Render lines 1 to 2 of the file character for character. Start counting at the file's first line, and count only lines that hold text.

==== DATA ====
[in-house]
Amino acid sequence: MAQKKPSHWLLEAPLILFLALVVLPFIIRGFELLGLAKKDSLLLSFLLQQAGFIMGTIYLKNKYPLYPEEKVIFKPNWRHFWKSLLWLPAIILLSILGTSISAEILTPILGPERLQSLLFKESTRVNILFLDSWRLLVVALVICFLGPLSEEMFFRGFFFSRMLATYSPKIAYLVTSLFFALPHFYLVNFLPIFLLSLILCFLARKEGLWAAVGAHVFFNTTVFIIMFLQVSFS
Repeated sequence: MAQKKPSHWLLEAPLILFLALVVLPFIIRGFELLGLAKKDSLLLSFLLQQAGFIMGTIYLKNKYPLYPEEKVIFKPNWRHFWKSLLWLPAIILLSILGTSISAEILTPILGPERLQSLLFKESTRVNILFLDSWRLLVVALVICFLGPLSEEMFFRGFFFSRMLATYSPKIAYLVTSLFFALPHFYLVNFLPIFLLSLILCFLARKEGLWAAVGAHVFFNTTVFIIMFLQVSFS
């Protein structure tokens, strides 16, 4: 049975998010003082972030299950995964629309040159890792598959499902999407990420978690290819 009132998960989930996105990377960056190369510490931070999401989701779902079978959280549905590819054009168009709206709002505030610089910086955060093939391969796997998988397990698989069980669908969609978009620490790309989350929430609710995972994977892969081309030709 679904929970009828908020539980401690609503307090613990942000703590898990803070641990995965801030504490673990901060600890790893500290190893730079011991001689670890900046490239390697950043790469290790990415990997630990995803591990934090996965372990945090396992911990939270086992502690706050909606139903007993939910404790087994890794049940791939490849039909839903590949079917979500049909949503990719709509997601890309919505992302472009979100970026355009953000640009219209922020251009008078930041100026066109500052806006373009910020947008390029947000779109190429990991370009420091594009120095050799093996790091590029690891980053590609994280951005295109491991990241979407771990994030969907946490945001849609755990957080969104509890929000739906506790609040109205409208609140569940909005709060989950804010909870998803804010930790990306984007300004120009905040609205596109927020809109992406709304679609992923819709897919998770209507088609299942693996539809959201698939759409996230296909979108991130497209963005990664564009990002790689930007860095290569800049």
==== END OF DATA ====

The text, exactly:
[in-house]
Amino acid sequence: MAQKKPSHWLLEAPLILFLALVVLPFIIRGFELLGLAKKDSLLLSFLLQQAGFIMGTIYLKNKYPLYPEEKVIFKPNWRHFWKSLLWLPAIILLSILGTSISAEILTPILGPERLQSLLFKESTRVNILFLDSWRLLVVALVICFLGPLSEEMFFRGFFFSRMLATYSPKIAYLVTSLFFALPHFYLVNFLPIFLLSLILCFLARKEGLWAAVGAHVFFNTTVFIIMFLQVSFS